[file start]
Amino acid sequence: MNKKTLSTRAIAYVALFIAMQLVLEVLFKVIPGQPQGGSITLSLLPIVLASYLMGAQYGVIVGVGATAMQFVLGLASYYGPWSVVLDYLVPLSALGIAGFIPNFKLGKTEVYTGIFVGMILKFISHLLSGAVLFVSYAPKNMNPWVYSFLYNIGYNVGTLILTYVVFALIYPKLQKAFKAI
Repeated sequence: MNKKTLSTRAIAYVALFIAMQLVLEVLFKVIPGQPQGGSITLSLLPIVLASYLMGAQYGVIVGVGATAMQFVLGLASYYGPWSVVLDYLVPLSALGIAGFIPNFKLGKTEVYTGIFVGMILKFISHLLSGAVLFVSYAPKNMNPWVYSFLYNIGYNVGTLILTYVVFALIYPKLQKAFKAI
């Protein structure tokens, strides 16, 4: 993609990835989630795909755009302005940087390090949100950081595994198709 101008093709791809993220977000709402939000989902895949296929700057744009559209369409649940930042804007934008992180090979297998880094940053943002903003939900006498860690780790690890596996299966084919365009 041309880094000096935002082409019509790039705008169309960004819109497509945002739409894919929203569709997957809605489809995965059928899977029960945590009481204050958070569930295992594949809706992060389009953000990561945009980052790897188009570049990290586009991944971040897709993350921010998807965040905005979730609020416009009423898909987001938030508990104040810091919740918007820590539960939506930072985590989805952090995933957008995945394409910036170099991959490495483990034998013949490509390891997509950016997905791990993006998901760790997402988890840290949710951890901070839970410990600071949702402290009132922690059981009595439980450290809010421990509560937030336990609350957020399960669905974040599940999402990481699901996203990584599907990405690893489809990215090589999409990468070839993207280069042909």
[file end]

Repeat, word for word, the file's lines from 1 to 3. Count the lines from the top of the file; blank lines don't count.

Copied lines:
Amino acid sequence: MNKKTLSTRAIAYVALFIAMQLVLEVLFKVIPGQPQGGSITLSLLPIVLASYLMGAQYGVIVGVGATAMQFVLGLASYYGPWSVVLDYLVPLSALGIAGFIPNFKLGKTEVYTGIFVGMILKFISHLLSGAVLFVSYAPKNMNPWVYSFLYNIGYNVGTLILTYVVFALIYPKLQKAFKAI
Repeated sequence: MNKKTLSTRAIAYVALFIAMQLVLEVLFKVIPGQPQGGSITLSLLPIVLASYLMGAQYGVIVGVGATAMQFVLGLASYYGPWSVVLDYLVPLSALGIAGFIPNFKLGKTEVYTGIFVGMILKFISHLLSGAVLFVSYAPKNMNPWVYSFLYNIGYNVGTLILTYVVFALIYPKLQKAFKAI
């Protein structure tokens, strides 16, 4: 993609990835989630795909755009302005940087390090949100950081595994198709 101008093709791809993220977000709402939000989902895949296929700057744009559209369409649940930042804007934008992180090979297998880094940053943002903003939900006498860690780790690890596996299966084919365009 041309880094000096935002082409019509790039705008169309960004819109497509945002739409894919929203569709997957809605489809995965059928899977029960945590009481204050958070569930295992594949809706992060389009953000990561945009980052790897188009570049990290586009991944971040897709993350921010998807965040905005979730609020416009009423898909987001938030508990104040810091919740918007820590539960939506930072985590989805952090995933957008995945394409910036170099991959490495483990034998013949490509390891997509950016997905791990993006998901760790997402988890840290949710951890901070839970410990600071949702402290009132922690059981009595439980450290809010421990509560937030336990609350957020399960669905974040599940999402990481699901996203990584599907990405690893489809990215090589999409990468070839993207280069042909």